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Review: The Cross and Christian Ministry (DA Carson)


I was intrigued to see a chapter dedicated to World Christianity in a book by an author whom I would not regularly engage- he is a Reformed scholar and the leader of The Gospel Coalition, which trends much more conservative and evangelical than my typical fare. Unfortunately, the book did not deliver on my optimism.

The book  is an adaptation of a series of lectures D.A. Carson provided previously and the tone reads like an expository sermon. This is helpful for a reader who is not accustomed to exegetical commentary as it positions the material as if Carson is speaking to you rather than  writing to you. This style makes the book very accessible and can be read in a dedicated hour. Carson identifies five areas to focus on: The Cross and Preaching (1:18-2:5), the Holy Spirit (2:6-16), Factionalism (3), Christian Leadership (4), and the World Christian (9:19-27)

The most interesting chapter to me (and, I would suspect, readers of this blog) was his treatment of 1 Corinthians 9:19-27 under the title The Cross and the World Christian, which I will discuss below. Unfortunately, this section does little to incorporate the phenomenon or perspective of Christians outside of the West.

The definition he provides as to what defines a “world Christian” (quoted from 133), he writes:

Their allegiance to Jesus Christ and his kingdom is self-consciously set above all national, cultural, linguistic, and racial allegiances.

Their commitment to the church, Jesus’ messianic community, is to the church everywhere, wherever the church is truly manifest, and not only to the manifestation on  home turf.

They see themselves first and foremost as citizens  of the heavenly kingdom and therefore consider all other citizenships a secondary matter.

As a result, they are single-minded and sacrificial when it comes to the paramount mandate to evangelize and make disciples.

This last point provides a basis for critiquing the others, as the single-mindedness and sacrificial nature that Carson expects for evangelization and discipleship neglect to account for the need for reconciliation and decolonization of Western-led institutions (of which Carson is a product and leader). By ignoring the power structures that affect the relationships between Christians of European inheritance and Christians from other social locations, Carson’s exhortations remain bound in his priority of social position. Carson seems to be uneasy (if not outright critical) of the presence of (Third) World Christians, writing “Nevertheless, in my experience, very few ‘Third World’ leaders spend much time criticizing the West and stressing the need for properly contextualized theology until they have spent a few years studying in the West. … Very few of these leaders, for whatever reason, actually engage in much contextualized theology. Instead they make their reputations criticizing the West” (152, emphasis in original).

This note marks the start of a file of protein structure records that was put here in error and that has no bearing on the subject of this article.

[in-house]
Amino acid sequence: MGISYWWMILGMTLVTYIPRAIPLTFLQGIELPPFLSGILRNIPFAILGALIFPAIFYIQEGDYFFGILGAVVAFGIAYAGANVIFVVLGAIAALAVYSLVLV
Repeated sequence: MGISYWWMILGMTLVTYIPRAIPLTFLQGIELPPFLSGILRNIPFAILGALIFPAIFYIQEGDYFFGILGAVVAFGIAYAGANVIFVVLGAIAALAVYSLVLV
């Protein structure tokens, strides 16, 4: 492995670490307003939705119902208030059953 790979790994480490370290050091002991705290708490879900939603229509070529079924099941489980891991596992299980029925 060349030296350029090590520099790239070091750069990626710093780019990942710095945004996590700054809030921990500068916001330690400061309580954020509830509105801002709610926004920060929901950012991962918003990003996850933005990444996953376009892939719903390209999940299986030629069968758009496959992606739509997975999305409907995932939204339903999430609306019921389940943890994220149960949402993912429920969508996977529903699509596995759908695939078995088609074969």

As he fails to properly account for the presence and perspective of others, his definitions remain dependent on the priority for the Western church. The first point reinforces cultural erasure in the name of Christian unity. The second point provides  a scaffold for “reverse discrimination” and making the marginalized responsible for supporting the fragility of the powerful. The third minimizes the effect of “citizenship”, which carries a colonial legacy that populations of the Global South have held for less than a hundred years. As the rights of citizenship are unevenly applied, the renunciation of rights is a privileged expectation as the marginalized can rely upon them for basic hope of survival. By labeling the definition for “world Christians”, the assumption holds that these facets apply to Christians “around the World” primarily and not Christian “at home” in Europe and North America.

Beyond the introductory paragraphs, the chapter could easily dispense with the title of “World Christian” and not lose any of its coherence. In describing the material concerning the weak/strong in the community, Carson’s example is about social drinking- a classic example from North American Evangelicalism. Missing from his analysis (140-142) about eating food sacrificed to idols is any recognition of Christians for whom this remains a contemporary issue.

Later, in an illustration of how cultural difference affect the church, he describes seminars with theologians from “around the world” with generalities about the personalities of Italian, German, British, and Japanese participants, then the time-keeping practices of Americans and Nigerians (148). These examples of diversity may resonate with a  Eurocentric audience, but fails to represent real challenges or capabilities within World Christianity.

Ultimately, this book may be effective for leadership teams within a Protestant Evangelical church, though the book does not meaningfully address diversity in leadership and would need to be supplemented with additional material to be more effective. Without comparing this material to its earlier printing, I do not know if chapter represents an earlier era in his thinking in regards to representation of World Christianity or an attempt to shoehorn in a contemporary ministerial and exegetical reality.

2 stars out of 5.

(The material is originally from 1993 and had been published as The Cross and Christian Ministry: An Exposition of 1 Corinthians. It is unclear what, if anything has been updated or revised. I received a copy of the text for the purpose of providing a review and did not receive compensation.)

Michael Shepherd is a professor at Hope International University in Fullerton, CA, USA.

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